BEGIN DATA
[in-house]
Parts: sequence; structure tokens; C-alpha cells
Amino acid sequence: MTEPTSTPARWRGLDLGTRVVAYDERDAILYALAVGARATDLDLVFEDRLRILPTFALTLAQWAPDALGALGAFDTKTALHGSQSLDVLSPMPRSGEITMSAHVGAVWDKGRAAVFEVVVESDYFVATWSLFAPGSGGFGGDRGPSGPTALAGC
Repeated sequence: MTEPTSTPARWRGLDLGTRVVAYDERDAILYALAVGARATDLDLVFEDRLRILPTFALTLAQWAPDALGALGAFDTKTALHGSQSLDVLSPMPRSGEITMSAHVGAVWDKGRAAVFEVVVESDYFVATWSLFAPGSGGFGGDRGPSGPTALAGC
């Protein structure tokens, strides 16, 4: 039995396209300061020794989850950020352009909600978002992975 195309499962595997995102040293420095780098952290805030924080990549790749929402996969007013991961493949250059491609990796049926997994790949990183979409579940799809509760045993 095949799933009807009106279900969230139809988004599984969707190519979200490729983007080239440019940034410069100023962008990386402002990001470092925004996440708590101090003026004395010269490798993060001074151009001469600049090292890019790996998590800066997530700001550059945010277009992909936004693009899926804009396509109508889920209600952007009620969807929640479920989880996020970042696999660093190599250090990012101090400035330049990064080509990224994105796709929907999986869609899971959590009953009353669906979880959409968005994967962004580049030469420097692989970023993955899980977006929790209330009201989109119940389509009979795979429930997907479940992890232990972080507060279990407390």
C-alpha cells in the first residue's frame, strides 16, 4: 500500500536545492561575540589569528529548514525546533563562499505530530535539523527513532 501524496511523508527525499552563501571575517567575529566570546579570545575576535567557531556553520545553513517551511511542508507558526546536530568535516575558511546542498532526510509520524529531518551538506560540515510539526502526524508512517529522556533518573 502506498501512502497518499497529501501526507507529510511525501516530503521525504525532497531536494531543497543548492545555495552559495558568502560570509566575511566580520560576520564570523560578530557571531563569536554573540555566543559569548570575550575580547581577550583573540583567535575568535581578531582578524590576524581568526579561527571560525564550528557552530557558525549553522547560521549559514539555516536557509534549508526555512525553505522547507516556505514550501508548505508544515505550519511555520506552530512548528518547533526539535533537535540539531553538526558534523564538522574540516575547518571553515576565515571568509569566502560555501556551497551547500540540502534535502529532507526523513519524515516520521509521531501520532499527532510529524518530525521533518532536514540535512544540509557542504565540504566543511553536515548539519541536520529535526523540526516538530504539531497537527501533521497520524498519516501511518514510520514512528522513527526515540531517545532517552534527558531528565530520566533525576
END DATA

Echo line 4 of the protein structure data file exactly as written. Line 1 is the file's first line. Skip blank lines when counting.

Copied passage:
Repeated sequence: MTEPTSTPARWRGLDLGTRVVAYDERDAILYALAVGARATDLDLVFEDRLRILPTFALTLAQWAPDALGALGAFDTKTALHGSQSLDVLSPMPRSGEITMSAHVGAVWDKGRAAVFEVVVESDYFVATWSLFAPGSGGFGGDRGPSGPTALAGC